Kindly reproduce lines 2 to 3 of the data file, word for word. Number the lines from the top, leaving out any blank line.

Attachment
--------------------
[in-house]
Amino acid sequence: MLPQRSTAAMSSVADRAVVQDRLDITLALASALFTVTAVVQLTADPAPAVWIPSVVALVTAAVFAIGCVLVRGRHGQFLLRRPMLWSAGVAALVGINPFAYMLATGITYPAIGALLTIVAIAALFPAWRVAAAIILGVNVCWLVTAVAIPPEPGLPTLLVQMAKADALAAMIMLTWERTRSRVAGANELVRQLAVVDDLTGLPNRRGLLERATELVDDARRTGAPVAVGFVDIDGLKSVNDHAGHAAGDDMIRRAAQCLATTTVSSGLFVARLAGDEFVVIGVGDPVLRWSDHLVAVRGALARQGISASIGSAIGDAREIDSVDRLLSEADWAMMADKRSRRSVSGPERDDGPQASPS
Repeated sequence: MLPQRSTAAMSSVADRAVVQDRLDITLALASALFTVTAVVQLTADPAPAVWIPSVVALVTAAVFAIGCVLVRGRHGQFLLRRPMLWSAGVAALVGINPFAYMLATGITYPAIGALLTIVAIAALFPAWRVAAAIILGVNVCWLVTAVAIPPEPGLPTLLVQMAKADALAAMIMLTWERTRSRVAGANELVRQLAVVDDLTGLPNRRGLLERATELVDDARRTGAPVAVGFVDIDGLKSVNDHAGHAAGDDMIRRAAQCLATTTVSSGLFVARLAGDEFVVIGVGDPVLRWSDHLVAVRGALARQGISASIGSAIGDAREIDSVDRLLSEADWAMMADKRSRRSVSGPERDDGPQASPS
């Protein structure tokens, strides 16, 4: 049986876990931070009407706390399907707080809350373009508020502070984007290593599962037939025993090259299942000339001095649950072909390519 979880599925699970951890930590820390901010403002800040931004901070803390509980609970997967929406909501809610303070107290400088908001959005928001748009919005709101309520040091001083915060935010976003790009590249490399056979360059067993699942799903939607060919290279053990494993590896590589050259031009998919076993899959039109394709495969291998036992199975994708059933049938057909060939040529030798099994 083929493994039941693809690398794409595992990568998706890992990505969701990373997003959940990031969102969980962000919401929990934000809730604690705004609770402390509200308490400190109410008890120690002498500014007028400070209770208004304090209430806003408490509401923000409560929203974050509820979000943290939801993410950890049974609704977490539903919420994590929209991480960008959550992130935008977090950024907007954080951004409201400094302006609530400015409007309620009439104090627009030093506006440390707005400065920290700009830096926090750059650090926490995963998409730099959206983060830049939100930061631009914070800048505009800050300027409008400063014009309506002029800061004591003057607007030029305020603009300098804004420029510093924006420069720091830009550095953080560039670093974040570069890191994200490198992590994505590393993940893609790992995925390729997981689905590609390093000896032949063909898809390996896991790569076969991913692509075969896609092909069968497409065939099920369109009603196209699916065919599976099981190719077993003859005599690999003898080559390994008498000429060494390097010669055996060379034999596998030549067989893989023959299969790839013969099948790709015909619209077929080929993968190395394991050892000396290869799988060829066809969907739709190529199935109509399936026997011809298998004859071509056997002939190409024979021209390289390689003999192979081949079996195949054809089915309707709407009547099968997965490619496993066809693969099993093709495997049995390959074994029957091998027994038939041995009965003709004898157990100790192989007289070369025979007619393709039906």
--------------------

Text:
Amino acid sequence: MLPQRSTAAMSSVADRAVVQDRLDITLALASALFTVTAVVQLTADPAPAVWIPSVVALVTAAVFAIGCVLVRGRHGQFLLRRPMLWSAGVAALVGINPFAYMLATGITYPAIGALLTIVAIAALFPAWRVAAAIILGVNVCWLVTAVAIPPEPGLPTLLVQMAKADALAAMIMLTWERTRSRVAGANELVRQLAVVDDLTGLPNRRGLLERATELVDDARRTGAPVAVGFVDIDGLKSVNDHAGHAAGDDMIRRAAQCLATTTVSSGLFVARLAGDEFVVIGVGDPVLRWSDHLVAVRGALARQGISASIGSAIGDAREIDSVDRLLSEADWAMMADKRSRRSVSGPERDDGPQASPS
Repeated sequence: MLPQRSTAAMSSVADRAVVQDRLDITLALASALFTVTAVVQLTADPAPAVWIPSVVALVTAAVFAIGCVLVRGRHGQFLLRRPMLWSAGVAALVGINPFAYMLATGITYPAIGALLTIVAIAALFPAWRVAAAIILGVNVCWLVTAVAIPPEPGLPTLLVQMAKADALAAMIMLTWERTRSRVAGANELVRQLAVVDDLTGLPNRRGLLERATELVDDARRTGAPVAVGFVDIDGLKSVNDHAGHAAGDDMIRRAAQCLATTTVSSGLFVARLAGDEFVVIGVGDPVLRWSDHLVAVRGALARQGISASIGSAIGDAREIDSVDRLLSEADWAMMADKRSRRSVSGPERDDGPQASPS